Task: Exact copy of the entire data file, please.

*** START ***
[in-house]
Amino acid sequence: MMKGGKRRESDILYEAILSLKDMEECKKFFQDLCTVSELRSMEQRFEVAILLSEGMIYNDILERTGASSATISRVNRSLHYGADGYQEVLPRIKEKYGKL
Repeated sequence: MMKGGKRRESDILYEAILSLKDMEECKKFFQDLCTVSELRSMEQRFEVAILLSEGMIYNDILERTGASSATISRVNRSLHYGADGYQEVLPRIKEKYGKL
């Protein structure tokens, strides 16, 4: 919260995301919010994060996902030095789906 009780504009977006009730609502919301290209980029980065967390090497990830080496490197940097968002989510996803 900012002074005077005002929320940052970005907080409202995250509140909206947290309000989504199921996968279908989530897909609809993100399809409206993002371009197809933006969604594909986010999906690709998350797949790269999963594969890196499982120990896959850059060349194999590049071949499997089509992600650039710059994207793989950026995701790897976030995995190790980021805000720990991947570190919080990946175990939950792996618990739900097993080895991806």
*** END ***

[in-house]
Amino acid sequence: MMKGGKRRESDILYEAILSLKDMEECKKFFQDLCTVSELRSMEQRFEVAILLSEGMIYNDILERTGASSATISRVNRSLHYGADGYQEVLPRIKEKYGKL
Repeated sequence: MMKGGKRRESDILYEAILSLKDMEECKKFFQDLCTVSELRSMEQRFEVAILLSEGMIYNDILERTGASSATISRVNRSLHYGADGYQEVLPRIKEKYGKL
């Protein structure tokens, strides 16, 4: 919260995301919010994060996902030095789906 009780504009977006009730609502919301290209980029980065967390090497990830080496490197940097968002989510996803 900012002074005077005002929320940052970005907080409202995250509140909206947290309000989504199921996968279908989530897909609809993100399809409206993002371009197809933006969604594909986010999906690709998350797949790269999963594969890196499982120990896959850059060349194999590049071949499997089509992600650039710059994207793989950026995701790897976030995995190790980021805000720990991947570190919080990946175990939950792996618990739900097993080895991806």